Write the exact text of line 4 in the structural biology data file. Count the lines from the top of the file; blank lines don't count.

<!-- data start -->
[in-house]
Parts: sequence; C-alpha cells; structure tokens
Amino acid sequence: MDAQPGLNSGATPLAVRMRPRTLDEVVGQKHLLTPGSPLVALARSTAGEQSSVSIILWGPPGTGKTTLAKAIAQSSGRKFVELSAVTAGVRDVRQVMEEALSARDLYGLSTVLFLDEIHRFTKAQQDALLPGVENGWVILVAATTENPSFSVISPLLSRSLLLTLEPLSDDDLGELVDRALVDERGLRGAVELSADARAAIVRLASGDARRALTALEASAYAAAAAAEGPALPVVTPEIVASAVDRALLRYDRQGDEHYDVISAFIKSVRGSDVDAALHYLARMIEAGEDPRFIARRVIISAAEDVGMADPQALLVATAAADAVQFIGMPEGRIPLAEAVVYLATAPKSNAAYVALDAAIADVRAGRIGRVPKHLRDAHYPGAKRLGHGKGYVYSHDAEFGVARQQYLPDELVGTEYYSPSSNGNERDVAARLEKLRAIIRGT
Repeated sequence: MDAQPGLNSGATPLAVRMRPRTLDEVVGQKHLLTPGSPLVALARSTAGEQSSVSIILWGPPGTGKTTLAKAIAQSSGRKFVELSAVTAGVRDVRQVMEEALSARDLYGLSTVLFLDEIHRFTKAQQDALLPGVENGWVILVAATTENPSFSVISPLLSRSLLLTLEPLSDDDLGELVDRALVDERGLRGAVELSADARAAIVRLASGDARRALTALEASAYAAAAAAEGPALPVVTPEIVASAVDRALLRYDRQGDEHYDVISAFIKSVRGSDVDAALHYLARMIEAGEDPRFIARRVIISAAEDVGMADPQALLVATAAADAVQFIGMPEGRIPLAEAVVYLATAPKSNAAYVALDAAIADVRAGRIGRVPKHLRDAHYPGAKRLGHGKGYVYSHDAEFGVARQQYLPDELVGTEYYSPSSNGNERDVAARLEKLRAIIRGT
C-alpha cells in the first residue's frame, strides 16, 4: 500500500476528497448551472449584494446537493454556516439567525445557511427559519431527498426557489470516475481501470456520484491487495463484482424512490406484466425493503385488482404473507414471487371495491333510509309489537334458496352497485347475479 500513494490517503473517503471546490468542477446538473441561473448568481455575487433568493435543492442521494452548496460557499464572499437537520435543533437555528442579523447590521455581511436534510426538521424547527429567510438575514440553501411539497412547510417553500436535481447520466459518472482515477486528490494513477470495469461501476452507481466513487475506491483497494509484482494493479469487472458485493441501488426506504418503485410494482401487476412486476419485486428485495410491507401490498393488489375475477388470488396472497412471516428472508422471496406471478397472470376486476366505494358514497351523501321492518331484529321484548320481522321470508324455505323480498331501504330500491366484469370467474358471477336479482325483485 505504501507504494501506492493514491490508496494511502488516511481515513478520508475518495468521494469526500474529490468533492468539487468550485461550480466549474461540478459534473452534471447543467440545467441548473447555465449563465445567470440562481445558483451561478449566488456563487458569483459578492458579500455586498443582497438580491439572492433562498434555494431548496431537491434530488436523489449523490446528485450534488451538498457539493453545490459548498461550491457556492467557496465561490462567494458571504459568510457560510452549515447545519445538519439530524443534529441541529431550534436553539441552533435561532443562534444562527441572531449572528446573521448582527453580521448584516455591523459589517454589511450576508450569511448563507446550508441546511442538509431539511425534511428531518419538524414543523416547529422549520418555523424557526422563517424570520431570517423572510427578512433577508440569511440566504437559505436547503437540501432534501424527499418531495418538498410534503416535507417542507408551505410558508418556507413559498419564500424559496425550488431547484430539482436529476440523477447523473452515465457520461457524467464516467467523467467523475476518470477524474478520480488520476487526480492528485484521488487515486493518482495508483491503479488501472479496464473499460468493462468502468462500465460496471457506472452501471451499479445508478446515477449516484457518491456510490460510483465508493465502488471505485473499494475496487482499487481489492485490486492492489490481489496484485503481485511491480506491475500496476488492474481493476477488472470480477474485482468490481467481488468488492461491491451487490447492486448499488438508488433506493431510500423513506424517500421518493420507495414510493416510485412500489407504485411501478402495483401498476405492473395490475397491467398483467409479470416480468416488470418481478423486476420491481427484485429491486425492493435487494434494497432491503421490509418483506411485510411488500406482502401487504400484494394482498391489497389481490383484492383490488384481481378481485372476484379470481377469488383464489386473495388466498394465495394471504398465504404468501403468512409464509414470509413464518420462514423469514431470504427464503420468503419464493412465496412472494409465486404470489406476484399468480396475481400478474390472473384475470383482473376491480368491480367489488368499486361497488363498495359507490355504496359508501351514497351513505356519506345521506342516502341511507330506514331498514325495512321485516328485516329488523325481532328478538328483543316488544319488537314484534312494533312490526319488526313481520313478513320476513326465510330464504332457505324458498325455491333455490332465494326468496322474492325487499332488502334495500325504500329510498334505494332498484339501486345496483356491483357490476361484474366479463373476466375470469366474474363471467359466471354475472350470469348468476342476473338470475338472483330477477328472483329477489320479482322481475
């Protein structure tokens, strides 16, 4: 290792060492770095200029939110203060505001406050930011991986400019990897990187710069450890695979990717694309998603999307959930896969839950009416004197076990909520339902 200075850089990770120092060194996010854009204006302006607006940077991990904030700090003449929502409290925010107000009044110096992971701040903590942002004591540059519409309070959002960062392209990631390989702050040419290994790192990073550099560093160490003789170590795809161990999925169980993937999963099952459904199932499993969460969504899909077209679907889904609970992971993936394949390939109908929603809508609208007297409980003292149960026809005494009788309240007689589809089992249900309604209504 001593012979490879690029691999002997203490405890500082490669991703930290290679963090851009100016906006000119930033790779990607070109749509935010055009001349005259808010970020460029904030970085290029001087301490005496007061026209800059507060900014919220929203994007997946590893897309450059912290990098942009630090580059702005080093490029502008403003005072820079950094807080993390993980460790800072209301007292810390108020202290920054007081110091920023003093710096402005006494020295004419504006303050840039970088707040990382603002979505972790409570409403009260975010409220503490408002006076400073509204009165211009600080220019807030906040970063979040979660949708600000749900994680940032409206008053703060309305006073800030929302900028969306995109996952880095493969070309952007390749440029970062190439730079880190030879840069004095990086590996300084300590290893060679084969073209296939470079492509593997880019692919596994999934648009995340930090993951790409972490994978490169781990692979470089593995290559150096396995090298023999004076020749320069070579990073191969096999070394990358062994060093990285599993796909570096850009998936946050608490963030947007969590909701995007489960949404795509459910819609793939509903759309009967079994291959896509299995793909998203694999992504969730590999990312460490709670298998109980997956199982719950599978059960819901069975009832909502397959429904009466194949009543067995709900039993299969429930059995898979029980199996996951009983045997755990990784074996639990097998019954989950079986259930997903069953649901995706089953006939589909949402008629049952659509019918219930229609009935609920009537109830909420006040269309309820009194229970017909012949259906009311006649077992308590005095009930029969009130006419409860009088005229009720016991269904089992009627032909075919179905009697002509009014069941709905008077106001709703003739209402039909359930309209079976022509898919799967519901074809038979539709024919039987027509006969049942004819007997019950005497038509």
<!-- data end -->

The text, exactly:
Repeated sequence: MDAQPGLNSGATPLAVRMRPRTLDEVVGQKHLLTPGSPLVALARSTAGEQSSVSIILWGPPGTGKTTLAKAIAQSSGRKFVELSAVTAGVRDVRQVMEEALSARDLYGLSTVLFLDEIHRFTKAQQDALLPGVENGWVILVAATTENPSFSVISPLLSRSLLLTLEPLSDDDLGELVDRALVDERGLRGAVELSADARAAIVRLASGDARRALTALEASAYAAAAAAEGPALPVVTPEIVASAVDRALLRYDRQGDEHYDVISAFIKSVRGSDVDAALHYLARMIEAGEDPRFIARRVIISAAEDVGMADPQALLVATAAADAVQFIGMPEGRIPLAEAVVYLATAPKSNAAYVALDAAIADVRAGRIGRVPKHLRDAHYPGAKRLGHGKGYVYSHDAEFGVARQQYLPDELVGTEYYSPSSNGNERDVAARLEKLRAIIRGT